- Telemedicine operations can now be available for all medical facilities including the ones in rural areas.
- All key personnel working at these institutions can be contactable during working hours and after hours because all user devices required are smart phones.
South Africa as a country has some security weakness which can be listed as follows:
- During Covid-19 lockdowns, over 3000 schools were vandalized.
- Kilometres of railway lines were stolen.
- Mobile operators lost millions of Rands in battery theft.
- Porous borders.
- Rhino population decreased to less than 30% over the last 10 years.
- Although CCTV cameras in cities are deployed, there is no real-time response mechanism to crime activities detected from these cameras.
Nokia and other technology leaders have been experimenting using Unmanned Aerial Vehicles (UAV) or drones to solve all the above security weaknesses.
However, critical for successful UAV services is rock-solid network connectivity from superior connectivity offered by 4G or 5G networks.
SuperCell solution will provide very cheap, high capacity, quick to deploy, rock solid 4G network everywhere in the country so that UAV can be controlled and managed everywhere they go.
450 MHz spectrum for Public Protection and Disaster Recovery (PPDR):
South Africa, in line with other countries internationally, identified IMT450 band for PPDR services. However, this band in SA is heavily used by certain state-owned entities, which will need to be migrated before this band becomes available.
Although channel size that can be made available is only 5 MHz, key interest in this band is potential area of coverage which is estimated to be between 8 and 12 km in radius.
SuperCell, already is achieving more that double the maximum expected coverage range of IMT450 band in frequency bands as high as 2.5 GHz and it is where there is plenty of available spectrum.
It makes sense to include the PPDR services into the SuperCell solution for better cell range and capacity.
Collaboration between Sentech and RNS is based on Sentech being the owner of the required high towers and RNS being the sole agent for Luneburg Lens antennas in Africa from OEM, Matsing.
RNS has deployed these antennas to a number of customers already and these deployments are for high-capacity requirements only.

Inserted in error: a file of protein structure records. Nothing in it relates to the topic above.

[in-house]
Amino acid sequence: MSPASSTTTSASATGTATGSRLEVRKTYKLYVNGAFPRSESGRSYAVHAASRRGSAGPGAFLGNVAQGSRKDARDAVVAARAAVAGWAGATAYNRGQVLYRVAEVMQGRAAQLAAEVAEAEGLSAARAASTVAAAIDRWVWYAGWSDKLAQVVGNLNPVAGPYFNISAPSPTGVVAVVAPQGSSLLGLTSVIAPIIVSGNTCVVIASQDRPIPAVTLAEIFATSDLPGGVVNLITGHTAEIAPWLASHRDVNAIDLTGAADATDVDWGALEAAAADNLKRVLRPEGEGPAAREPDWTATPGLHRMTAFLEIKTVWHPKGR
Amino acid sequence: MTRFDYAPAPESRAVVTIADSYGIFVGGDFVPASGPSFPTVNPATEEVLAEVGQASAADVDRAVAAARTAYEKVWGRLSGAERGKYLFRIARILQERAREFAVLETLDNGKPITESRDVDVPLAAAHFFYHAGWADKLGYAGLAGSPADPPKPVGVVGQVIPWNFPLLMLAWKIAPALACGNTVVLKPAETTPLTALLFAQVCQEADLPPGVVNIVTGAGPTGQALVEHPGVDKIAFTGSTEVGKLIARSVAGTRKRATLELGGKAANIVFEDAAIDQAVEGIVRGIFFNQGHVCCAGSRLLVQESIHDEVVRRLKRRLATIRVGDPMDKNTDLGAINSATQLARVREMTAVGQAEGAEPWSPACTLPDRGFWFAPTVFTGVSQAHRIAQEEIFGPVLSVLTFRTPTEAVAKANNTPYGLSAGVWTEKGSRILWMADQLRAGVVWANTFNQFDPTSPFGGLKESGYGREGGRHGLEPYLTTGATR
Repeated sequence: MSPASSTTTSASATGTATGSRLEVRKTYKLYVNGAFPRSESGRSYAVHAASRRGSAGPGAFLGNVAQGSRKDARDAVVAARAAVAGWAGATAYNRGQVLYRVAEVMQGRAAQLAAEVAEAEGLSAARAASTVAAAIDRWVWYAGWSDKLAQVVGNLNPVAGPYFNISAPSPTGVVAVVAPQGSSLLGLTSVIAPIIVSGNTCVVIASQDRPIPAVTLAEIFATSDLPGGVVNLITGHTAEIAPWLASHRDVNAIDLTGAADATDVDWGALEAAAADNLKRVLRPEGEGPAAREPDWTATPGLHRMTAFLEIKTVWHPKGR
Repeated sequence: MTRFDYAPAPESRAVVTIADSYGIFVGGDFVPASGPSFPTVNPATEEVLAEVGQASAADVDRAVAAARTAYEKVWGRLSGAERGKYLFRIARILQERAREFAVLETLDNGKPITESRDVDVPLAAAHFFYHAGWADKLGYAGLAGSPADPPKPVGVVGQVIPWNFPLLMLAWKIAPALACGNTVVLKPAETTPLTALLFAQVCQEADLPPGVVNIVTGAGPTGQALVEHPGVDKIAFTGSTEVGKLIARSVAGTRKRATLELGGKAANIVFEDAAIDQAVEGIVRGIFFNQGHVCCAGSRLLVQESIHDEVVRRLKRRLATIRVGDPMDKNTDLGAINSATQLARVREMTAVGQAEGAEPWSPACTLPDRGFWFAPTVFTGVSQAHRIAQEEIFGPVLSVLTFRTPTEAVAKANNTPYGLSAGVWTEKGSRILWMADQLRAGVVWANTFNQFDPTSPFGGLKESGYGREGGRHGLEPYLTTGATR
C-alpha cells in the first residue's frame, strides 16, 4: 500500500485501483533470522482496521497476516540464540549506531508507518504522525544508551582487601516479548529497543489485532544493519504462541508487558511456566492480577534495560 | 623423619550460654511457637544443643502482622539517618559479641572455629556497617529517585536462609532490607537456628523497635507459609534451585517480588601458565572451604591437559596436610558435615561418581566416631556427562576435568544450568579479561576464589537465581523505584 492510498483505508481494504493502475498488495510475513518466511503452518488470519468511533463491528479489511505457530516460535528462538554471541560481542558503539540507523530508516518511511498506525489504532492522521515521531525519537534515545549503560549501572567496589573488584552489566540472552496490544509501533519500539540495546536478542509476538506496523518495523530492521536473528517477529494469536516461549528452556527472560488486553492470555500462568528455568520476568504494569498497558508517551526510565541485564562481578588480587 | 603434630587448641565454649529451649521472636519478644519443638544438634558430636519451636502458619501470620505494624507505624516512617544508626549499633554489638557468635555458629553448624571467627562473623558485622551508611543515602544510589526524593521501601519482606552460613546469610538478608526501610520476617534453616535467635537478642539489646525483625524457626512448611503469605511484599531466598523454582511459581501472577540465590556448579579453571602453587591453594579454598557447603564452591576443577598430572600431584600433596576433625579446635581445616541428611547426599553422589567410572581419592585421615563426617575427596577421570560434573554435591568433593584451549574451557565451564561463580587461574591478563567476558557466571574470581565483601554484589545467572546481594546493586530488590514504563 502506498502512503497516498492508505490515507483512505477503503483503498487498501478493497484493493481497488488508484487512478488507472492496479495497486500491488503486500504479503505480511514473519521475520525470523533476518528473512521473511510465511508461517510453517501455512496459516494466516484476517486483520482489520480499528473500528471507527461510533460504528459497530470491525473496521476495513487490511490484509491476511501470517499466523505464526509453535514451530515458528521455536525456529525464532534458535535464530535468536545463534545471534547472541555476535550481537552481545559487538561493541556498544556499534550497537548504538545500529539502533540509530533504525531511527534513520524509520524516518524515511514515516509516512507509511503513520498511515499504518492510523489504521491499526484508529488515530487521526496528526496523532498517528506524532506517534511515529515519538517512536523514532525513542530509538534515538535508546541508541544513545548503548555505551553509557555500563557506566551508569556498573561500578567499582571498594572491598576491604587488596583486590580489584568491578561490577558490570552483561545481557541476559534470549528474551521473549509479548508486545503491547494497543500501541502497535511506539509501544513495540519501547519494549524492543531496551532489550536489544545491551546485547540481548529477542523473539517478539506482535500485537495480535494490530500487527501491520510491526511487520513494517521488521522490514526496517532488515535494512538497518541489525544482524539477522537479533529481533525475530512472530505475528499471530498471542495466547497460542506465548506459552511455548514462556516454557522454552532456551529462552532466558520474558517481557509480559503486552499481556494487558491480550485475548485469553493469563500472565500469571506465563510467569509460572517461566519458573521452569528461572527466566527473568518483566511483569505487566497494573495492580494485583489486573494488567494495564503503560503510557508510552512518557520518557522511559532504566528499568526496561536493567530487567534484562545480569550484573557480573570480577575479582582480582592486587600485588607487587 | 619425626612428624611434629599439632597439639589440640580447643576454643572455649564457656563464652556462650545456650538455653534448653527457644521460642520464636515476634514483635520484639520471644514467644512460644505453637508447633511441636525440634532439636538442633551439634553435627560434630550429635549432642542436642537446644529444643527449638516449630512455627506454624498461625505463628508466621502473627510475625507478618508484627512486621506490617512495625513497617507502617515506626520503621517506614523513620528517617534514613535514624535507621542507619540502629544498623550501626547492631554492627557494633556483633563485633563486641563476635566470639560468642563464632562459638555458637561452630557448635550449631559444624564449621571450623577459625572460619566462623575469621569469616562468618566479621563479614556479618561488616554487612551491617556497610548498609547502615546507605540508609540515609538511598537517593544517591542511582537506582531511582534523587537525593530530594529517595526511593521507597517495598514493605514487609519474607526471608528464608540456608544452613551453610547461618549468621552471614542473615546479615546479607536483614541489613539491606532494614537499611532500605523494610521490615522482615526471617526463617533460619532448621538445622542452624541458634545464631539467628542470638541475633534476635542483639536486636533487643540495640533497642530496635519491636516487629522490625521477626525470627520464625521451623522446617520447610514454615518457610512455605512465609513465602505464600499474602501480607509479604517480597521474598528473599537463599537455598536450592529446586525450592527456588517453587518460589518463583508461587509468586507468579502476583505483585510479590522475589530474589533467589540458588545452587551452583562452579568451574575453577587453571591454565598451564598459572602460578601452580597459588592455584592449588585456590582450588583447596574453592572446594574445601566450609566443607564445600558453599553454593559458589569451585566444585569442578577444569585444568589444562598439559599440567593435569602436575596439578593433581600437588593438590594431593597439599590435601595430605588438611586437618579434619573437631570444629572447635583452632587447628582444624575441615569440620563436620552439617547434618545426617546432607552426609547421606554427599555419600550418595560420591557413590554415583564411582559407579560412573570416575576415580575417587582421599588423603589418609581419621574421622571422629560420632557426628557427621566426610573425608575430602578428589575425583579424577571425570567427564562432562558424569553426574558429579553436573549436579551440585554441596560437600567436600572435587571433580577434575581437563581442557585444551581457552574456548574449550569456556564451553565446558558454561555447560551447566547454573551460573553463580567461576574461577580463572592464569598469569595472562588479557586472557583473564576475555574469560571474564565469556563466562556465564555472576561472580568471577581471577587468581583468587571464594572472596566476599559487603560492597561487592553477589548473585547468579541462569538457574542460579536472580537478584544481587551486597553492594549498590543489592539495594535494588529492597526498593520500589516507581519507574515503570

Because South Africa is already covered by broadcast services from Sentech high towers, using the same infrastructure for high-capacity broadband will result in the fastest broadband deployment this country has ever seen.
It is estimated that such a network can take 6 months to a year to deploy because all requirements to establish a cell site are already in place, and site acquisition, access roads, tower and power are already taken care of.
Ultimately, Schools and healthcare facilities in rural areas will have equal connectivity with their counterparts in modern urban areas.
Key advantage of SuperCell solution is that, accessing this high capacity only needs a normal smart phone whereas other means usually need proprietary user end equipment with cumbersome large antennas.
Security services using the state of art technologies can be realized very quick to secure our infrastructure, game, borders, etc.
PPDR services can as well be accommodated as plenty of capacity and required range is achieved.
Planning and design of the deployment is prepared as a basic for two operators sharing, but it is possible to accommodate up to four operators.
Given that the Supercell concept can give national coverage with substantial capex savings for a single operator, the savings are further increased by the addition of sharing parties.
The need for access to spectrum for these broadband services cannot be overemphasised.
This spectrum must be allocated in part for use in deploying public sector services in education, health and security.